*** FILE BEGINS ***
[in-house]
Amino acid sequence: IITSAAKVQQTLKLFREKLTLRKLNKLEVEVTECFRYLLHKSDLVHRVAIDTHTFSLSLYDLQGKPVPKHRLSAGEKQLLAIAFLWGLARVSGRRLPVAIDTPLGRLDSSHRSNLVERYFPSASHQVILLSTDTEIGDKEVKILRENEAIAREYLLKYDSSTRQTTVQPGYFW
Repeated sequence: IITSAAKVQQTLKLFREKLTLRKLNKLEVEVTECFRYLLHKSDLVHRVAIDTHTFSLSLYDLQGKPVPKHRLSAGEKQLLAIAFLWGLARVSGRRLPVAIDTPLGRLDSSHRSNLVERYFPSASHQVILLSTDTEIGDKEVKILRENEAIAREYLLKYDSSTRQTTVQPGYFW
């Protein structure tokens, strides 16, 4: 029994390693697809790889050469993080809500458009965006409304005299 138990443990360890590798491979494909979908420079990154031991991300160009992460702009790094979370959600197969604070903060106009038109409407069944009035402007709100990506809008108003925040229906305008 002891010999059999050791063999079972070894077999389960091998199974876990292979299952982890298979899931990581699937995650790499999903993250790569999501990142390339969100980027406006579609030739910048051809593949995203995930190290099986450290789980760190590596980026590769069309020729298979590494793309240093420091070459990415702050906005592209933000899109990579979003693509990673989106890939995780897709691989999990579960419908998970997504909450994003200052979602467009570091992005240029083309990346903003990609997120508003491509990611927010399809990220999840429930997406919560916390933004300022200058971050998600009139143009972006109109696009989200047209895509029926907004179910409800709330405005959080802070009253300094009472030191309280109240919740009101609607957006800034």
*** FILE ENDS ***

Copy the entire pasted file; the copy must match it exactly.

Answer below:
[in-house]
Amino acid sequence: IITSAAKVQQTLKLFREKLTLRKLNKLEVEVTECFRYLLHKSDLVHRVAIDTHTFSLSLYDLQGKPVPKHRLSAGEKQLLAIAFLWGLARVSGRRLPVAIDTPLGRLDSSHRSNLVERYFPSASHQVILLSTDTEIGDKEVKILRENEAIAREYLLKYDSSTRQTTVQPGYFW
Repeated sequence: IITSAAKVQQTLKLFREKLTLRKLNKLEVEVTECFRYLLHKSDLVHRVAIDTHTFSLSLYDLQGKPVPKHRLSAGEKQLLAIAFLWGLARVSGRRLPVAIDTPLGRLDSSHRSNLVERYFPSASHQVILLSTDTEIGDKEVKILRENEAIAREYLLKYDSSTRQTTVQPGYFW
């Protein structure tokens, strides 16, 4: 029994390693697809790889050469993080809500458009965006409304005299 138990443990360890590798491979494909979908420079990154031991991300160009992460702009790094979370959600197969604070903060106009038109409407069944009035402007709100990506809008108003925040229906305008 002891010999059999050791063999079972070894077999389960091998199974876990292979299952982890298979899931990581699937995650790499999903993250790569999501990142390339969100980027406006579609030739910048051809593949995203995930190290099986450290789980760190590596980026590769069309020729298979590494793309240093420091070459990415702050906005592209933000899109990579979003693509990673989106890939995780897709691989999990579960419908998970997504909450994003200052979602467009570091992005240029083309990346903003990609997120508003491509990611927010399809990220999840429930997406919560916390933004300022200058971050998600009139143009972006109109696009989200047209895509029926907004179910409800709330405005959080802070009253300094009472030191309280109240919740009101609607957006800034």